Why New York's soda ban is a good idea
Don’t believe everything you read. New York Mayor Michael Bloomberg’s controversial proposal to ban sugary drinks larger than 16 ounces in certain venues is a good one. I can understand how people can argue that the ban stomps on personal freedoms. I get the concern about creating a nanny state. But maybe the reason we’ve created a nanny state is that, well, we actually need a nanny.
Don't believe everything you read. New York Mayor Michael Bloomberg's controversial proposal to ban sugary drinks larger than 16 ounces in certain venues is a good one.
I can understand how people can argue that the ban stomps on personal freedoms. I get the concern about creating a nanny state. But maybe the reason we've created a nanny state is that, well, we actually need a nanny.
If you look around, it's become obvious that we, as a nation, can't police ourselves. We are fat. We are getting fatter. And one of the biggest culprits is sugary drinks.
These drinks provide absolutely no nutritional benefits, yet we mindlessly swill down bucket-loads of them.
Have you seen the sizes of drinks they serve at movie theaters these days? Some super-size cups hold enough to quench an entire family's thirst. Indeed, I'd be a lot more sympathetic to the anti-ban argument if just one person could explain to me why anybody in any situation — save the outbreak of a small fire — needs a 32-ounce soda.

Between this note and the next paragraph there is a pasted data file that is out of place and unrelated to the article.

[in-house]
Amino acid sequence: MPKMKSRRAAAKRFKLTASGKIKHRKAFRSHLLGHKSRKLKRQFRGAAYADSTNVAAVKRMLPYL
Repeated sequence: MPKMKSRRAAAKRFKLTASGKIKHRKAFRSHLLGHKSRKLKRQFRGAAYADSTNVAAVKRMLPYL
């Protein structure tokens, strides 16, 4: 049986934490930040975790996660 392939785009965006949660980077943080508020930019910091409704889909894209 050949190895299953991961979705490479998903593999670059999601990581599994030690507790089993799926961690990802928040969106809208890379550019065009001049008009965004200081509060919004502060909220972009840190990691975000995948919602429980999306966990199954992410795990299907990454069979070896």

We're killing ourselves — and one way we do is by drinking what is, essentially, liquid candy. No wonder two-thirds of American adults are seriously overweight or obese. Obesity increases the risk of practically every serious ailment out there: diabetes, cancer and heart disease among others. And the danger sugary drinks pose is not theoretical — they are the only food or beverage proven to have a direct link to obesity.
Such indulging is not only making us fatter — it's making us poorer. According to the Center for Science in the Public Interest, "obesity costs $95 billion a year in medical expenditures, of which half are paid through Medicare and Medicaid."
People don't seem to understand how sugary beverages encourage weight gain more than solid foods. Here's how: When we eat, there's a tendency to fill up. But when people drink a high-calorie beverage, we still often feel the need to consume solid food. That means hundreds of empty calories — in addition to a meal.
Hey, I'm not saying we never should have a sip of soda. Heck, I had a glass of sugar-laden fruit-punch soda on Memorial Day. It was delicious. But the glass held eight ounces — not 32.
Bloomberg's proposal won't ban all sugary drinks. Nor will it have an impact on diet drinks or fruit juices. But it will help control the amount that diners and restaurant-goers are served in certain venues.
If that goes even a little bit toward curing New York's obesity epidemic, it would be a good thing. Here's hoping Philly follows suit.